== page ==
In Azusa, the Azusa Rock Quarry referendum and the project’s general implications should make for some fireworks for councilman Angel Carrillo and Urial Macias, both seeking reelection. The election may also test the power of Mayor Joe Rocha.

Former planning commissioner Jorge Rosales is planning to kick of his campaign in two weeks on Saturday Dec. 11. You may know Jorge through his involvement with Azusans Against Mining Expansion or as the guy who takes pictures at every city function. He also happens to be buds with Mayor Rocha.

Also in the mix is Peggy Martinez, a former Downtown Azusa Business Association director, who is a fixture in the city, and Paul Naccachian, who ran and lost two years ago but has become more prominent and vocal in the community on the Vulcan issue as well as others, such as bicycle helmet safety. The newest name on that list is Madelyn Payne, chair of the city library commission and president of the Friends of the Library group.

And then there is Glendora. With recent revelations about their city manager having left Monterey Park four years ago with about $500,000 in unused leave time and their own city’s issues with benefits as shown when their police chief retired in 2009, there is some ammunition for potential candidates against incumbents Doug Tessitor and Ken Herman.

Plus, the city has butted heads with its employee union over employee compensation. The city has taken a hard line against benefits for employees, including the way the CALPERS retirement plan is funded. That could play well with voters, but if the unions are pitted against the incumbents, campaign contributions could favor contenders.

As for the update on potential challengers in Glendora, I have already reported that Jason Nagy, John Fields, Ed Brubaker and Erica Landmann-Johnsey previously pulled papers. Now you can add Joe Santoro to the list.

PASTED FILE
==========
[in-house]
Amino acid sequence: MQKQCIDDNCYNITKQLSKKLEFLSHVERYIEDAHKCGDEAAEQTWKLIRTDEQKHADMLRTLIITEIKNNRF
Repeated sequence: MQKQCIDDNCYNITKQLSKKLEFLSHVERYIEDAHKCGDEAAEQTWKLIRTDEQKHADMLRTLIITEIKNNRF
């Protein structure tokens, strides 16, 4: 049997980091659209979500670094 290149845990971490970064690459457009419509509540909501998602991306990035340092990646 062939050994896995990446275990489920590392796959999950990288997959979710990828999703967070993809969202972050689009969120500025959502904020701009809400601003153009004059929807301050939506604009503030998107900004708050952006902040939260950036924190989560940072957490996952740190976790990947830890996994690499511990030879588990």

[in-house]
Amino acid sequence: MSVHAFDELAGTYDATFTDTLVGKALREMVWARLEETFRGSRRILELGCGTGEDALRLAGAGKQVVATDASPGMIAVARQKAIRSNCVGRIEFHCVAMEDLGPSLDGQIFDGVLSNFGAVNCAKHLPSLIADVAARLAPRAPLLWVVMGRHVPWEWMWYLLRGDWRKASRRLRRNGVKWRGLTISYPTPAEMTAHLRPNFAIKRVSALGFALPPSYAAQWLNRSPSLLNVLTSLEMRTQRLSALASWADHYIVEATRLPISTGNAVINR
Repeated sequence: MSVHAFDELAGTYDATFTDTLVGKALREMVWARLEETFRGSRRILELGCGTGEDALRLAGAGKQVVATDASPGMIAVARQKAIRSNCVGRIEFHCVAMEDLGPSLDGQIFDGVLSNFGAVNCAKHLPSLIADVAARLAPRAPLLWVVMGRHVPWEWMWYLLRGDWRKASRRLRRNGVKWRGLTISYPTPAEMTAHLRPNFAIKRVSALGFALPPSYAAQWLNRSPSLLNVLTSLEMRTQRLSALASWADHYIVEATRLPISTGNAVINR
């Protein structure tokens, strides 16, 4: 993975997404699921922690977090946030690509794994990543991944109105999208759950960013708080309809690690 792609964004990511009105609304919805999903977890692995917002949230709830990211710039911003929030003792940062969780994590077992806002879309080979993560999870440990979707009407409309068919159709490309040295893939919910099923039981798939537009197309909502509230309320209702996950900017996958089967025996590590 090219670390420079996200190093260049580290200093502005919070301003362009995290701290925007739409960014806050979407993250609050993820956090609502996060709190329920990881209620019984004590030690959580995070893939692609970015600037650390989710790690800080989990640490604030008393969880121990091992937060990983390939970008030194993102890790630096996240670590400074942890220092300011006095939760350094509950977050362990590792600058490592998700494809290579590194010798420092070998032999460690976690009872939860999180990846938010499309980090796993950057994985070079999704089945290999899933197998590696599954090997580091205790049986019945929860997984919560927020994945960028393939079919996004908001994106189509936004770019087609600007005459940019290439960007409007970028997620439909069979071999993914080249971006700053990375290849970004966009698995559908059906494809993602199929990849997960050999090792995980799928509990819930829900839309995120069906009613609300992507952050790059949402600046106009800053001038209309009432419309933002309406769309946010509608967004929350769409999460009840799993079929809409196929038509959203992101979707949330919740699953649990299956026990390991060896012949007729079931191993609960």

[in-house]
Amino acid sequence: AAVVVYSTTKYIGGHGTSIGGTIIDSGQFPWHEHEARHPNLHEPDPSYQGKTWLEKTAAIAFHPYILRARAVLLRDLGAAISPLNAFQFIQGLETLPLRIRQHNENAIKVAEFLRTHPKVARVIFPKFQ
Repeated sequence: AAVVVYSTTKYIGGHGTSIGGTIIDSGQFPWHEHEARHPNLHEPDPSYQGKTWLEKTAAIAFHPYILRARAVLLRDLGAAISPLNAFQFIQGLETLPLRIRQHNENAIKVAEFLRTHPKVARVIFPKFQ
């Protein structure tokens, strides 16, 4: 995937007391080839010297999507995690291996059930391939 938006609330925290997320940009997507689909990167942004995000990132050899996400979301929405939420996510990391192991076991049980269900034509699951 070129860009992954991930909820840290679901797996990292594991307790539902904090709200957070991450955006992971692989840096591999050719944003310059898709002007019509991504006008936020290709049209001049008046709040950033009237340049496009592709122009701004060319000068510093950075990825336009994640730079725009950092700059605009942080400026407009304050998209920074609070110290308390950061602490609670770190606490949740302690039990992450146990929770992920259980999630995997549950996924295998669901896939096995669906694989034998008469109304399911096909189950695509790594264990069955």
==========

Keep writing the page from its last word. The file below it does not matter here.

The deadline for papers to be filed is still about two weeks away and I expect a few more names to be added to the list before it is all said and done.

Consider this: When Gary Clifford resigned from the council earlier this year, the council had 15 applicants for the position. They chose Terry Kent who pledged to not run for council. That means, besides the two incumbent positions, there is an open slot on this council. New blood is coming in and someone can run and not have to challenge the incumbents to do it. I expect a big field.

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Glendora Fresh and Easy not part of list of scheduled openings

The Glendora Promenade has been an empty retail space for some time now. The remodeled center was geared around its anchor tenant Fresh and Easy and is relying on it attract businesses to the center.

But with the grocery store still awaiting its opening, the center has remained barren with only a Tutor Time and a Subway to show for it.

Fresh and Easy released a press release Thursday that didn’t add any hope.

The release announced 10 southern California stores scheduled to open next year. Glendora’s was not among them.

Southern California stores opening early next year:

Here is the list:

January 12th

2nd St. & Madison Ave. El Cajon

February 9th

El Toro Rd. & Trabuco Rd. Lake Forest

Newport Blvd. & Harbor Blvd. Costa Mesa

Camino Del Norte & Dove Canyon Rd. San Diego

February 16th

Oceanside Blvd. & Vine St. Oceanside

Alameda St. & Florence Ave. Walnut Park

Seaward Ave. & Thompson Blvd. Ventura

February 23rd

Arneill Rd. & Las Posas Rd. Camarillo

Bonita Ave. & San Dimas Canyon Rd. San Dimas

March 30th

* Atlantic Ave. & 33rd St. Long Beach

PS – I haven’t been posting as I have been away from the office most days covering the Manling Williams trial.

Glendora to take back (minimal?) raises to department managers

In previous episodes of the salary/association wars in Glendora, the city was prepared to suspend a salary schedule recently approved for department managers that has been the subject of some controversy.

It appears, after reading the staff report today, (updated) the city intends to take back some raises that relate to the schedule. What exactly will be taken back is unclear based on the report’s language.

“That any Department Director’s salary that was minimally adjusted to allow payroll to place them into a corresponding salary step in accordance with resolutions 2010-26 and 2010-005 be returned to their prior salary in a y-rated step to their monthly rate, as identified in their contract and/or their personnel file immediately prior to July 27, 2010.”

After contentious debate between the city and the Glendora municipal employees association regarding a new contract, it will be interesting to see how the two sides are able to negotiate a salary schedule with so much room for interpretation.